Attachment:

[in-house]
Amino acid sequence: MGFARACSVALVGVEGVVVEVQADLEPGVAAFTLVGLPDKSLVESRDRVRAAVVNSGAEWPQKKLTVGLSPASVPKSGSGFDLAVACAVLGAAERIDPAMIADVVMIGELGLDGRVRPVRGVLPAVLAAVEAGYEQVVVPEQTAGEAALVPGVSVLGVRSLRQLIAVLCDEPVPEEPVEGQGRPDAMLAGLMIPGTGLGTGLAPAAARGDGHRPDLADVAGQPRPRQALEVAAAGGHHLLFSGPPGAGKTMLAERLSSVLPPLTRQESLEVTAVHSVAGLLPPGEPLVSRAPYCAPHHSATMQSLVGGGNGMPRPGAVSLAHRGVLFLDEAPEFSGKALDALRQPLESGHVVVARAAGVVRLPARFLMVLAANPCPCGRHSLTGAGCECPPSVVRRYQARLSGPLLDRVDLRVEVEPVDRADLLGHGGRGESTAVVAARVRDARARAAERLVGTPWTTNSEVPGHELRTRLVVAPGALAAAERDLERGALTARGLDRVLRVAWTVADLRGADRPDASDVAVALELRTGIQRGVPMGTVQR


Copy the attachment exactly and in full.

[in-house]
Amino acid sequence: MGFARACSVALVGVEGVVVEVQADLEPGVAAFTLVGLPDKSLVESRDRVRAAVVNSGAEWPQKKLTVGLSPASVPKSGSGFDLAVACAVLGAAERIDPAMIADVVMIGELGLDGRVRPVRGVLPAVLAAVEAGYEQVVVPEQTAGEAALVPGVSVLGVRSLRQLIAVLCDEPVPEEPVEGQGRPDAMLAGLMIPGTGLGTGLAPAAARGDGHRPDLADVAGQPRPRQALEVAAAGGHHLLFSGPPGAGKTMLAERLSSVLPPLTRQESLEVTAVHSVAGLLPPGEPLVSRAPYCAPHHSATMQSLVGGGNGMPRPGAVSLAHRGVLFLDEAPEFSGKALDALRQPLESGHVVVARAAGVVRLPARFLMVLAANPCPCGRHSLTGAGCECPPSVVRRYQARLSGPLLDRVDLRVEVEPVDRADLLGHGGRGESTAVVAARVRDARARAAERLVGTPWTTNSEVPGHELRTRLVVAPGALAAAERDLERGALTARGLDRVLRVAWTVADLRGADRPDASDVAVALELRTGIQRGVPMGTVQR